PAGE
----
The state’s two largest oil and gas trade associations — OKOGA and OIPA — have sent Gov. Mary Fallin a letter blasting a “Fallin-Inman tax plan” that reportedly includes a proposed increase to Oklahoma’s gross production tax.
In the letter, the Oklahoma Oil & Gas Association and the Oklahoma Independent Petroleum Association note that the past two years have featured the state removing tax incentives that supported the industry.
The most recent tax increases were implemented just two months ago — HB 2377 and HB 2429 — and will provide Oklahoma with an additional $141 million in tax revenue.
It is a shame that after job creators put their capital to work in Oklahoma, they are then punished by the state.
Unfortunately, the most recent Fallin-Inman tax plan that was presented to legislators during the first week of special session called for another increase in GPT. This is no “grand bargain.”. You are now targeting the initial rate of the permanent two-tiered GPT structure, which has kept Oklahoma competitive during persistently low commodity prices and attracted the current robust exploration and drilling activity.
The letter, signed by OKOGA president Chad Warmington and OIPA president Tim Wigley, says it is “disheartening” that messages coming from the Capitol are not discussing how oil and gas companies have put “their limited capital back to work in Oklahoma” and have created 5,000 energy jobs this year.
OKOGA and OIPA are writing you today to make clear that we adamantly oppose a fourth round of tax increases on the oil and natural gas industry. The constant threat and chatter of such action is putting at risk industry investment in Oklahoma going into 2018. It also puts at risk the livelihoods of countless toolpushers, roughnecks, pipeliners, and other oilfield workers, as well as indirect jobs in manufacturing, retail, IT, and more.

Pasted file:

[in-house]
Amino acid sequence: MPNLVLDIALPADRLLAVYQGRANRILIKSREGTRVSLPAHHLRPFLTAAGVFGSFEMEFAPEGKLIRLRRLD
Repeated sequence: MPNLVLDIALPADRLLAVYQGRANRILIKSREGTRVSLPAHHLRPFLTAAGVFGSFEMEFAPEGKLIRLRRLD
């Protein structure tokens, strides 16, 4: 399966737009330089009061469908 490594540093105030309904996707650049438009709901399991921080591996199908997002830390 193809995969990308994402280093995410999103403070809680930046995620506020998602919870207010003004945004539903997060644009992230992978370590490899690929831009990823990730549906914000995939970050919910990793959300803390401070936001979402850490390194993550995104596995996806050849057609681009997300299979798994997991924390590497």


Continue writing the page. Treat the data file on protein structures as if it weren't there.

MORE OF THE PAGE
Economists have called our state’s economic recovery “slow” and “driven by the energy sector.” It’s time to stop threatening the one industry driving our state’s new job creation and overall economic recovery.
House Minority Leader Scott Inman (D-Del City) has said his caucus will only support a grand bargain tax plan that includes taking the GPT incentive rate from 2 percent to 5 percent.
At a press conference toward the end of the 2017 regular session, Warmington and Wigley joined other business leaders calling for a budget agreement that would have raised the incentive rate to 3 percent.
Discussions around a 4 percent figure ultimately stalled.
‘That is highly offensive’
Fallin’s chief of staff, former Speaker of the House Chris Benge, sent an email response to Warmington, Wigley and a handful of others criticizing the OKOGA and OIPA letter. Parts of the email were shared with NonDoc.
“We take your letter seriously, but it is disappointing that you are engaging in demagoguery by calling it the Fallin-Inman plan. That is highly offensive,” Benge reportedly wrote. Multiple people confirmed the statement.
Earlier in the email, Benge argued that “the governor has been the biggest supporter of your industry over the last several years.”
Benge said he was “happy to oblige” a meeting between industry leaders and the governor.
Michael McNutt, Fallin’s communications director, said Benge’s email would suffice as the governor’s response but declined to provide it in full.
Benge did not return a text message on the topic.